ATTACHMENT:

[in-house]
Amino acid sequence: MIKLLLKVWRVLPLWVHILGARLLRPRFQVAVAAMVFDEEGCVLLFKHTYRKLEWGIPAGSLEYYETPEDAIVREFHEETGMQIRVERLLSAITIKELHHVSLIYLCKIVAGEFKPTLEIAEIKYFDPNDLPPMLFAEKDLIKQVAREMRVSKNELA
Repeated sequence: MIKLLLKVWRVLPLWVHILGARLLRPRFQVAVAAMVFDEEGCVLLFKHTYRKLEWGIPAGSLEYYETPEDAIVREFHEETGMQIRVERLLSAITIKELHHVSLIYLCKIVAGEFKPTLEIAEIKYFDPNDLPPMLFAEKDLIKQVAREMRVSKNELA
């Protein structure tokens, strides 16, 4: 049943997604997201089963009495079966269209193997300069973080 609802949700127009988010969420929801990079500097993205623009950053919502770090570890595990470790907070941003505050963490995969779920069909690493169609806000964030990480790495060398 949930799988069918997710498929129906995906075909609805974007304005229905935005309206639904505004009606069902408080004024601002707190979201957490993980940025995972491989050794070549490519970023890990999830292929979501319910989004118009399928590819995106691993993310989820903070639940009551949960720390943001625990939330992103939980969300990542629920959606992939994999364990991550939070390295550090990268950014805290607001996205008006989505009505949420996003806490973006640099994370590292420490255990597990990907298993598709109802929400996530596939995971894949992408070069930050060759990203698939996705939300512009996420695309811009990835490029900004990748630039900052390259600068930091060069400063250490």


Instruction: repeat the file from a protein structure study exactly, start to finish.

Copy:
[in-house]
Amino acid sequence: MIKLLLKVWRVLPLWVHILGARLLRPRFQVAVAAMVFDEEGCVLLFKHTYRKLEWGIPAGSLEYYETPEDAIVREFHEETGMQIRVERLLSAITIKELHHVSLIYLCKIVAGEFKPTLEIAEIKYFDPNDLPPMLFAEKDLIKQVAREMRVSKNELA
Repeated sequence: MIKLLLKVWRVLPLWVHILGARLLRPRFQVAVAAMVFDEEGCVLLFKHTYRKLEWGIPAGSLEYYETPEDAIVREFHEETGMQIRVERLLSAITIKELHHVSLIYLCKIVAGEFKPTLEIAEIKYFDPNDLPPMLFAEKDLIKQVAREMRVSKNELA
């Protein structure tokens, strides 16, 4: 049943997604997201089963009495079966269209193997300069973080 609802949700127009988010969420929801990079500097993205623009950053919502770090570890595990470790907070941003505050963490995969779920069909690493169609806000964030990480790495060398 949930799988069918997710498929129906995906075909609805974007304005229905935005309206639904505004009606069902408080004024601002707190979201957490993980940025995972491989050794070549490519970023890990999830292929979501319910989004118009399928590819995106691993993310989820903070639940009551949960720390943001625990939330992103939980969300990542629920959606992939994999364990991550939070390295550090990268950014805290607001996205008006989505009505949420996003806490973006640099994370590292420490255990597990990907298993598709109802929400996530596939995971894949992408070069930050060759990203698939996705939300512009996420695309811009990835490029900004990748630039900052390259600068930091060069400063250490």